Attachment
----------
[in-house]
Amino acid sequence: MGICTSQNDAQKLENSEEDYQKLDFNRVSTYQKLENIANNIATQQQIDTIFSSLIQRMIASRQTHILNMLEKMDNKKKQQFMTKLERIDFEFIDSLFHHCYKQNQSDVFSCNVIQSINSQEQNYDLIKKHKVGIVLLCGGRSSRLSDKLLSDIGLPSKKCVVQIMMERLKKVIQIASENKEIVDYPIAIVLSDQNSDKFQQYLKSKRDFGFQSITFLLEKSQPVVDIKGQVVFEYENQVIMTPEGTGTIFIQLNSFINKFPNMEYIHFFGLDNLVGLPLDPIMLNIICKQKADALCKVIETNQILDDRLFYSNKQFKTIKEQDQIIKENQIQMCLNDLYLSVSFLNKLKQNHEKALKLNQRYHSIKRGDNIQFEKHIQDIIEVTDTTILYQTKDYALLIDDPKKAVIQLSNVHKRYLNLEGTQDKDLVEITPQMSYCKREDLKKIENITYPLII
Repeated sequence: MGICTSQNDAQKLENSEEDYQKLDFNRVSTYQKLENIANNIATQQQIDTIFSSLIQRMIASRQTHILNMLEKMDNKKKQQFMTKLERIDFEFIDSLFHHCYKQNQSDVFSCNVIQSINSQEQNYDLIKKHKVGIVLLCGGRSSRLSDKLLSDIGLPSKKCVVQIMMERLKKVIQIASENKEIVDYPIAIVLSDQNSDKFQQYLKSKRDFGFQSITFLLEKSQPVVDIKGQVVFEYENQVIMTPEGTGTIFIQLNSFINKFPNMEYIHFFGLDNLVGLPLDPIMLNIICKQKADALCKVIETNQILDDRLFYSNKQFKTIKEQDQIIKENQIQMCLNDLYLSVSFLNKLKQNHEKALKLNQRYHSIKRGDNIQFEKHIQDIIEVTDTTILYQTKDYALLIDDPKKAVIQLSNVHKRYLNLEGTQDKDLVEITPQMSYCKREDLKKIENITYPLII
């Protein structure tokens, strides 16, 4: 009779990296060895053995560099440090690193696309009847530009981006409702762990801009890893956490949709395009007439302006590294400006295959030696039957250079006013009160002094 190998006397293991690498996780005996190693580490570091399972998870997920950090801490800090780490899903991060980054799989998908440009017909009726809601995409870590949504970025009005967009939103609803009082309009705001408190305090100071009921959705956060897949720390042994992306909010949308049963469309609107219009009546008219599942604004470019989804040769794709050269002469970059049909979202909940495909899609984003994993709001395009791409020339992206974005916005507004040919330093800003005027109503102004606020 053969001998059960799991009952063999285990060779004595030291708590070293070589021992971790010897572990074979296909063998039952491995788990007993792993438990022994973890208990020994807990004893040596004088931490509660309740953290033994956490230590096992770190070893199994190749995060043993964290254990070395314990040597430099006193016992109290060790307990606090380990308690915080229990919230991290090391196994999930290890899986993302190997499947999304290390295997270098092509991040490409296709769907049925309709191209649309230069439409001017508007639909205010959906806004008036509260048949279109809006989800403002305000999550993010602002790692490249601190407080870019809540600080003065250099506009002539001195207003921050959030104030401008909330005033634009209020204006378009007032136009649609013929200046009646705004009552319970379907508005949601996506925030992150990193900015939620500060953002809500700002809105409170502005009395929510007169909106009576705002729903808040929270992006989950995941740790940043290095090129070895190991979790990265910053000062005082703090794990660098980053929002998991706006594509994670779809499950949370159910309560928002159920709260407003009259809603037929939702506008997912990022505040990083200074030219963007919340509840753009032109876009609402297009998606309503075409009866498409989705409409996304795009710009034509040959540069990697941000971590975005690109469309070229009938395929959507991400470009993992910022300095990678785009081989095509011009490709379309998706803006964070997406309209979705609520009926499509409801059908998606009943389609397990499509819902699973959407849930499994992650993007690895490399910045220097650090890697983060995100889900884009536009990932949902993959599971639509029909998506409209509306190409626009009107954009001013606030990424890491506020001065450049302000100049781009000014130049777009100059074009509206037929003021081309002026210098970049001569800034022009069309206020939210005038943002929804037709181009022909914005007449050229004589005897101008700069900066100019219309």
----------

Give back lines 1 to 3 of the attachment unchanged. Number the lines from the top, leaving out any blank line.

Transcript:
[in-house]
Amino acid sequence: MGICTSQNDAQKLENSEEDYQKLDFNRVSTYQKLENIANNIATQQQIDTIFSSLIQRMIASRQTHILNMLEKMDNKKKQQFMTKLERIDFEFIDSLFHHCYKQNQSDVFSCNVIQSINSQEQNYDLIKKHKVGIVLLCGGRSSRLSDKLLSDIGLPSKKCVVQIMMERLKKVIQIASENKEIVDYPIAIVLSDQNSDKFQQYLKSKRDFGFQSITFLLEKSQPVVDIKGQVVFEYENQVIMTPEGTGTIFIQLNSFINKFPNMEYIHFFGLDNLVGLPLDPIMLNIICKQKADALCKVIETNQILDDRLFYSNKQFKTIKEQDQIIKENQIQMCLNDLYLSVSFLNKLKQNHEKALKLNQRYHSIKRGDNIQFEKHIQDIIEVTDTTILYQTKDYALLIDDPKKAVIQLSNVHKRYLNLEGTQDKDLVEITPQMSYCKREDLKKIENITYPLII
Repeated sequence: MGICTSQNDAQKLENSEEDYQKLDFNRVSTYQKLENIANNIATQQQIDTIFSSLIQRMIASRQTHILNMLEKMDNKKKQQFMTKLERIDFEFIDSLFHHCYKQNQSDVFSCNVIQSINSQEQNYDLIKKHKVGIVLLCGGRSSRLSDKLLSDIGLPSKKCVVQIMMERLKKVIQIASENKEIVDYPIAIVLSDQNSDKFQQYLKSKRDFGFQSITFLLEKSQPVVDIKGQVVFEYENQVIMTPEGTGTIFIQLNSFINKFPNMEYIHFFGLDNLVGLPLDPIMLNIICKQKADALCKVIETNQILDDRLFYSNKQFKTIKEQDQIIKENQIQMCLNDLYLSVSFLNKLKQNHEKALKLNQRYHSIKRGDNIQFEKHIQDIIEVTDTTILYQTKDYALLIDDPKKAVIQLSNVHKRYLNLEGTQDKDLVEITPQMSYCKREDLKKIENITYPLII